HIV / HBV co-infected patients receiving concomitant antiretroviral therapy: entecavir was studied in 68 HIV / HBV co-infected adults receiving lamivudine-containing HAART (see section 5.1). No data are available on the efficacy of entecavir in HIV-infected HBeAg negative patients. There are limited data on HIV co-infected patients with low CD4 cell counts (cells / mm³).
General: Patients should be advised that entecavir therapy has not been shown to reduce the risk of HBV transmission and therefore adequate precautions should continue to be taken.
Lactose: Each 0.5 mg daily dose of this medicinal product contains 120.5 mg of lactose.
Patients with rare hereditary problems of galactose intolerance, the Lapp lactase deficiency or glucose-galactose malabsorption should not take this medicine. Baraclude oral solution, which does not contain lactose, is available for these individuals.
04.5 Interactions with other medicinal products and other forms of interaction -
Since entecavir is eliminated primarily via the kidneys (see section 5.2), co-administration with medicinal products that reduce renal function or compete with active tubular secretion may increase the serum concentrations of both medicinal products. Apart from lamivudine, adefovir dipivoxil and tenofovir disoproxil fumarate, the effects of co-administration of entecavir with medicinal products that are eliminated via the kidney or affect renal function have not been evaluated. Patients should be closely monitored for undesirable effects that may arise during co-administration of entecavir with such medicinal products.
No pharmacokinetic interactions were observed between entecavir and lamivudine, adefovir or tenofovir.
Entecavir is not a substrate, inducer or inhibitor of cytochrome P450 (CYP450) enzymes (see section 5.2). Drug interactions carried by CYP450 are therefore unlikely to occur with entecavir.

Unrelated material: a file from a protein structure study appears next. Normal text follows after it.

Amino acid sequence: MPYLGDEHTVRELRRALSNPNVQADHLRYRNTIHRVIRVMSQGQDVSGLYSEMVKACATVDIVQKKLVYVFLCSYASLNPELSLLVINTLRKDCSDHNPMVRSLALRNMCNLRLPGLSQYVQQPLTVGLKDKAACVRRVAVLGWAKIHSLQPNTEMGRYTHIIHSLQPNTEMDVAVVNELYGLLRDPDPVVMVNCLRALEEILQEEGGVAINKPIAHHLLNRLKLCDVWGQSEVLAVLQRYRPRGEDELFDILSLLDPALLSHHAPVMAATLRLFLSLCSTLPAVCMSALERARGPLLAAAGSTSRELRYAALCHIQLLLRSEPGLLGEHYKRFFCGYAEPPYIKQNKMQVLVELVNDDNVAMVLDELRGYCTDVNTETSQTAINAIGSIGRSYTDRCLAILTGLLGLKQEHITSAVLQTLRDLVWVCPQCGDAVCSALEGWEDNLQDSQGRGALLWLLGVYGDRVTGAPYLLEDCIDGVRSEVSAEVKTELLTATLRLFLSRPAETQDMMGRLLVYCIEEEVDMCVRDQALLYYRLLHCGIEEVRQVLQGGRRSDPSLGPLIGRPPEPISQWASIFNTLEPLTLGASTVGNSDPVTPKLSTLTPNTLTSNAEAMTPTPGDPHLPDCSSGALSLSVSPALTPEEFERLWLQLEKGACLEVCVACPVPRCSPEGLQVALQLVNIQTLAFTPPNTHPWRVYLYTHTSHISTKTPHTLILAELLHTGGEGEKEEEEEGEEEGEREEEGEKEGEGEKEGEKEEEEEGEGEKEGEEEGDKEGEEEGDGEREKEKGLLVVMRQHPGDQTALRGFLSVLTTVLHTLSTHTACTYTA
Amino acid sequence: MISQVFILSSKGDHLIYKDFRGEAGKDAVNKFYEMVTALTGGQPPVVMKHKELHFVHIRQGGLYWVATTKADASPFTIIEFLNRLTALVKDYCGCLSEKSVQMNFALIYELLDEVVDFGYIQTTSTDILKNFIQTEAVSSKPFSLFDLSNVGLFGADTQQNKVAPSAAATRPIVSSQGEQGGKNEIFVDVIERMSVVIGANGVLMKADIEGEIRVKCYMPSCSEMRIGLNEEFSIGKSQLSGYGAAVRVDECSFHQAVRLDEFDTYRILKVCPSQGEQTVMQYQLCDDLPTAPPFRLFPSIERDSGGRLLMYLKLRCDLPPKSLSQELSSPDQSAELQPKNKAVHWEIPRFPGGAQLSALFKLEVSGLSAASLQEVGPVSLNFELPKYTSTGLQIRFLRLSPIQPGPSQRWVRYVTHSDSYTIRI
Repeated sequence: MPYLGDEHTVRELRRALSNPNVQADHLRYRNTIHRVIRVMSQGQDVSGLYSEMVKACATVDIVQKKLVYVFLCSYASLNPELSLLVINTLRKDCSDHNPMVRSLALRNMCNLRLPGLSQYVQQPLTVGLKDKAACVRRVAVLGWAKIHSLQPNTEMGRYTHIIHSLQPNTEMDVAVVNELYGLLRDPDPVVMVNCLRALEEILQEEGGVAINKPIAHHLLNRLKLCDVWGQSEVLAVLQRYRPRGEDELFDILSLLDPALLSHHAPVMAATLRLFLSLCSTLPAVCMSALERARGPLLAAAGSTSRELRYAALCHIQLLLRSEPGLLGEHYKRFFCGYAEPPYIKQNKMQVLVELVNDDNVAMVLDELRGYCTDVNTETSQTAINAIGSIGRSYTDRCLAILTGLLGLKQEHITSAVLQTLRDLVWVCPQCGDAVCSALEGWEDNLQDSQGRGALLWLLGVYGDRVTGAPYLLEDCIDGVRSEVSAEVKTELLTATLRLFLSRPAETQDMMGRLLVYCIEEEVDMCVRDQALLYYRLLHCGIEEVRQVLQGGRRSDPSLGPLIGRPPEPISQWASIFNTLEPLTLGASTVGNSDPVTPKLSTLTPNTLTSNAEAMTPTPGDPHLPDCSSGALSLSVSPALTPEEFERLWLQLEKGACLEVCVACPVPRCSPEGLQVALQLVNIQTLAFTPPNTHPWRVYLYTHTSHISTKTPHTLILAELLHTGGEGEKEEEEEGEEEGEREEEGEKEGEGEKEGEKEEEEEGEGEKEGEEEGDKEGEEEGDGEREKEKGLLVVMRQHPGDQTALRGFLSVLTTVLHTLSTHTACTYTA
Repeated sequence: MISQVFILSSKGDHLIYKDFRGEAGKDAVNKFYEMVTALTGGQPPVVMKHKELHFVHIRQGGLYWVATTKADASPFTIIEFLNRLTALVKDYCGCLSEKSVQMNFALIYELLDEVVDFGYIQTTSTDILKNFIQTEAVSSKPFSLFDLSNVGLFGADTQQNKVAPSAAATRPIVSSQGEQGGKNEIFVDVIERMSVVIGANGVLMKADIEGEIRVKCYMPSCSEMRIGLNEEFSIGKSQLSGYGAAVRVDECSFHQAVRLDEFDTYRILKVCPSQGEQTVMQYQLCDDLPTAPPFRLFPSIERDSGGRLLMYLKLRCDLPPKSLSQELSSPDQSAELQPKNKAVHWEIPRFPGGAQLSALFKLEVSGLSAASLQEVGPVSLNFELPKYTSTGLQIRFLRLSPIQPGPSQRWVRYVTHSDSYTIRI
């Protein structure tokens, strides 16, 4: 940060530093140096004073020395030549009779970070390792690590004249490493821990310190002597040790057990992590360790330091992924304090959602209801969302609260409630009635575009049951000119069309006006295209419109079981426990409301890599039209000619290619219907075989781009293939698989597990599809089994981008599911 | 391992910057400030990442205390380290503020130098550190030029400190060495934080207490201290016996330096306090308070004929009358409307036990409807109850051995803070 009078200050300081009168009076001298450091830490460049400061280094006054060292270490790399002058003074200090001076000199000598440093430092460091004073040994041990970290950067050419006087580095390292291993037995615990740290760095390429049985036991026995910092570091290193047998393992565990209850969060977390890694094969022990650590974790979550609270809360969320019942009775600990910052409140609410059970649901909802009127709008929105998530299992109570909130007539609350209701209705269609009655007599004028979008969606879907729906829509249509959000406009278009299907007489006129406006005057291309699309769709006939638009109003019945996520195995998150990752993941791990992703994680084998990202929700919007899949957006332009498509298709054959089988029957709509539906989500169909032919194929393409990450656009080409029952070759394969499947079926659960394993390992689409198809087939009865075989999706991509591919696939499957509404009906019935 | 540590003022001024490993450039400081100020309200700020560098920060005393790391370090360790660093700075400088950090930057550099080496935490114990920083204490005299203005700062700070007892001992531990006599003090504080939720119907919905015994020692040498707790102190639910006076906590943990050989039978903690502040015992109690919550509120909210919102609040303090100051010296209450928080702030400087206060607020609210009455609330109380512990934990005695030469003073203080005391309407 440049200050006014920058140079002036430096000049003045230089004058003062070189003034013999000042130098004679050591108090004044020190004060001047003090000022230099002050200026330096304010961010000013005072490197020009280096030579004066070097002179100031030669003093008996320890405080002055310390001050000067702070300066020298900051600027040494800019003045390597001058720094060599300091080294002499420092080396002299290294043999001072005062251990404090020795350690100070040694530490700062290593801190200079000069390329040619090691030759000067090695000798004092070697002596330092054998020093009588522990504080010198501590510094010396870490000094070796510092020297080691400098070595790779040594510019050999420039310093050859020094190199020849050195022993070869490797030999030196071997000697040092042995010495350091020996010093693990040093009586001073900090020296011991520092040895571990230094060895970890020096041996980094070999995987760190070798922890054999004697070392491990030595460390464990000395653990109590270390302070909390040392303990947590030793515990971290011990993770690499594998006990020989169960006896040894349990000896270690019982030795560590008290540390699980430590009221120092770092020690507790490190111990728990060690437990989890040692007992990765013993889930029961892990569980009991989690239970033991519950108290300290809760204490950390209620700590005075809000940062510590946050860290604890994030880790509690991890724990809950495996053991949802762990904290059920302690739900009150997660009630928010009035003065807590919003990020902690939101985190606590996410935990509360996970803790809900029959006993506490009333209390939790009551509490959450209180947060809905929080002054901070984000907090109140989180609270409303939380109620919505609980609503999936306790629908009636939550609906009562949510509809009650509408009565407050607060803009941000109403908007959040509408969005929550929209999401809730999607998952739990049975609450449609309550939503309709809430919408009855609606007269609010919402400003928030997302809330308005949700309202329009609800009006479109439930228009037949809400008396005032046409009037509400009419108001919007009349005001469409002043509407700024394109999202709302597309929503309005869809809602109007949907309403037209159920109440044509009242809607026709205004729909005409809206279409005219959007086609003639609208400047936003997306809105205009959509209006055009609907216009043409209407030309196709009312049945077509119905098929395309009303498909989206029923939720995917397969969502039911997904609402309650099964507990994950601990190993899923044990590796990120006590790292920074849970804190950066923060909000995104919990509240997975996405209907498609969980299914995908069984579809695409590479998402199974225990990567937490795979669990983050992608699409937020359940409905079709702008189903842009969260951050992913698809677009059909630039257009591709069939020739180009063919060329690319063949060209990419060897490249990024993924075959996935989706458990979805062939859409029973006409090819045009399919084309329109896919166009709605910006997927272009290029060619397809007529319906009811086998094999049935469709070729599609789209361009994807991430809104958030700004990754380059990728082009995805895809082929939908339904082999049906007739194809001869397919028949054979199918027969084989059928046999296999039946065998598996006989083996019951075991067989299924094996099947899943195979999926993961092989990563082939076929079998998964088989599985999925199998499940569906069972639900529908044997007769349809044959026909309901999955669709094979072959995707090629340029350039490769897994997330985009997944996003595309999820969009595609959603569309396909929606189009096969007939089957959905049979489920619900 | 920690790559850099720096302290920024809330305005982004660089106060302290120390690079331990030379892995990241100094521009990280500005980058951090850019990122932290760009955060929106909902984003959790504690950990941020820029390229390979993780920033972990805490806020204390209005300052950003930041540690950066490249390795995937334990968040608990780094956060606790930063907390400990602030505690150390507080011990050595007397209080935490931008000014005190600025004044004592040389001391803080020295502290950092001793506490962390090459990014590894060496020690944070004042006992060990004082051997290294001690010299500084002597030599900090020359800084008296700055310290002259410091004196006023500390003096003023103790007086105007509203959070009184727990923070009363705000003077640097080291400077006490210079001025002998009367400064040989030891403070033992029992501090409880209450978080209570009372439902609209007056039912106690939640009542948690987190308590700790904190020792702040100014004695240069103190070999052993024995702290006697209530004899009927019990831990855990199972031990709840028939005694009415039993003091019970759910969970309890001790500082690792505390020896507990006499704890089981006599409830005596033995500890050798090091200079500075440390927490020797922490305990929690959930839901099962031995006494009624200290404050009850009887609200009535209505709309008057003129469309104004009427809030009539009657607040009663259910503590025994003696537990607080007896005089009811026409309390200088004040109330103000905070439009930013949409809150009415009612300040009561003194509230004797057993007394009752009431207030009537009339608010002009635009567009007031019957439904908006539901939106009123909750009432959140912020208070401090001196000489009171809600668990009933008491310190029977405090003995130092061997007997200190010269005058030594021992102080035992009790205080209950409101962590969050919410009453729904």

Interaction studies have only been performed in adults.
04.6 Pregnancy and breastfeeding -
Women of childbearing potential: As the potential risks to fetal development are unknown, women of childbearing potential should use effective contraception.
Pregnancy: There are no adequate studies regarding the use of entecavir in pregnant women. Studies in animals have shown reproductive toxicity at high doses (see section 5.3).
The potential risk for humans is unknown. Baraclude should not be used during pregnancy unless clearly necessary. There are no data on the effects of entecavir on HBV transmission from mother to neonate. Therefore, appropriate action should be taken to prevent neonatal acquisition of HBV.
Feeding time: it is not known whether entecavir is excreted in human milk. Available toxicological data in animals have shown excretion of entecavir in breast milk (for details see section 5.3). A risk to children cannot be excluded. Breastfeeding should be discontinued during Baraclude therapy.
Fertility: Toxicology studies in animals administered entecavir have shown no evidence of loss of fertility (see section 5.3).
04.7 Effects on ability to drive and use machines -
No studies on the ability to drive and use machines have been performed. Dizziness, fatigue and somnolence are common side effects that may impair the ability to drive and use machines.
04.8 Undesirable effects -